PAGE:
The Curve's last artistic director Paul Kerryson is back at the venue for Lionel Bart's evergreen musical adaptation of the Charles Dickens novel, returning to helm what became his trademark Christmas extravaganza. The current artistic director Nikolai Foster will doubtless be pleased to have him back, as he delivers the goods yet again.

Kerryson is terrific at spectacle, and there's plenty of that in this big, lavish production. No expense has been spared on set, cast and orchestra, and it shows. Besides a well-drilled chorus of boisterous boys, there are twenty performers on stage and another eleven in the pit, making a huge difference to the impact and impressiveness of the event.

Kerryson marshals them effectively and his choreographer Andrew Wright makes dynamic use both of the numbers and of the individuals' talents – there's tumbling, acrobatics and circus skills in there alongside the energetic dancing and full-throated ensemble singing. Matt Kinley's set design is cleverly adaptable to revolve, unpack and open up to provide interiors and exteriors with equal dexterity and the different spaces are rarely anything other than heaving with activity.

Occasionally the frenetic pace is allowed to drown out some of Bart's tenderest and most poignant moments, although the climax of Nancy's powerful solo, 'As Long As He Needs Me', gets exactly the stillness and drama it deserves. In the hands of Cat Simmons, Nancy tugs inexorably at the heartstrings in one of the evening's warmest performances. Meanwhile, press night's Oliver (Albert Hart) and Artful Dodger (Kwame Kandekore) show they've earned their places on the Curve stage, leading a gang of eager youngsters with aplomb.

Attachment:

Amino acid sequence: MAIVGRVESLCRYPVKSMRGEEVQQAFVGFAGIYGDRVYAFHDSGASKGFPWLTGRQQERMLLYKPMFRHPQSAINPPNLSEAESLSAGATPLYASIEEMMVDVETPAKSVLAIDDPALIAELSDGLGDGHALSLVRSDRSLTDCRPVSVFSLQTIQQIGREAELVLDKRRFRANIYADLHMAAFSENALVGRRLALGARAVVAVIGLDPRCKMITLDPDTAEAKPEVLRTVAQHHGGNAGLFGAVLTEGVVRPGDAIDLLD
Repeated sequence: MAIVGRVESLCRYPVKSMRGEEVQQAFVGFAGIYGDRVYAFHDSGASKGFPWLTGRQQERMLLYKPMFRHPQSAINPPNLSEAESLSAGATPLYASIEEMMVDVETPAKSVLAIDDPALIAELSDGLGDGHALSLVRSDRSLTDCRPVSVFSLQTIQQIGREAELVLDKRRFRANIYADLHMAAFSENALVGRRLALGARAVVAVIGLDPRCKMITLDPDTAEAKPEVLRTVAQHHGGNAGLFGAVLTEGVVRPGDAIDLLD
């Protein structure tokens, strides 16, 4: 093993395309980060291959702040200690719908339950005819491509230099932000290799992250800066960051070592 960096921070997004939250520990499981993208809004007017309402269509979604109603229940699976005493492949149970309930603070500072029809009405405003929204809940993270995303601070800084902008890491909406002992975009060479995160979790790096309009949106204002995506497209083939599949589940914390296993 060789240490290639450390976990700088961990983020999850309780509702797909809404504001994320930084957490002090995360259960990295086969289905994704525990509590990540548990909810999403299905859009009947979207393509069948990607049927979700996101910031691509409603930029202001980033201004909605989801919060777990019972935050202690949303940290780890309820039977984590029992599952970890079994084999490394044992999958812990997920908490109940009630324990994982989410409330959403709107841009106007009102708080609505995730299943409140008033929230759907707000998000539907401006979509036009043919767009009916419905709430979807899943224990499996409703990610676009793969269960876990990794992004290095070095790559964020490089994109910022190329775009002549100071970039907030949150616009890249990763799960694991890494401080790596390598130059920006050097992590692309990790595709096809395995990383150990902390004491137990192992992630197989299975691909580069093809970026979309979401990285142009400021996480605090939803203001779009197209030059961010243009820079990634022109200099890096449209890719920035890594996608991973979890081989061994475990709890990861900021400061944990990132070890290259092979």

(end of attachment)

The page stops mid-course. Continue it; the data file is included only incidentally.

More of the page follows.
Oliver Boot gives a menacing, if slightly sidelined, Bill Sikes, almost speaking his way through his one song and losing some of Bart's musical ingenuity along the way, but he's terrifying enough when he needs to be and his final confrontation with Nancy is genuinely shocking. Peter Polycarpou also feels a little in the background as a scheming, slithery Fagin. His iconic songs – 'You've Got to Pick a Pocket or Two' and 'Reviewing The Situation' – are capably delivered but what's missing is the rascally lovability that redeems Fagin from mere seediness.

One of the real triumphs of this production is its band, led by musical director Ben Atkinson. The pacing may be decidedly on the quick side, but the sound and musicality of his players is impeccable, although the mix could stand some adjustment to make the voices a little clearer at times. There's nothing like a live band to generate excitement and texture, and Atkinson's ensemble do both superbly.

Bruno Poet's haunting lighting and takis's costumes add to the imposing atmosphere, whether it's Fagin's candlelit lodgings or a foggy London Bridge at midnight, and Kerryson's uncanny ability to leave striking images in the mind of the audience pays off once more. Curve have scored another Christmas hit.

Running time: 2 hours 40 minutes.

Oliver! runs at Curve, Leicester, until 23 January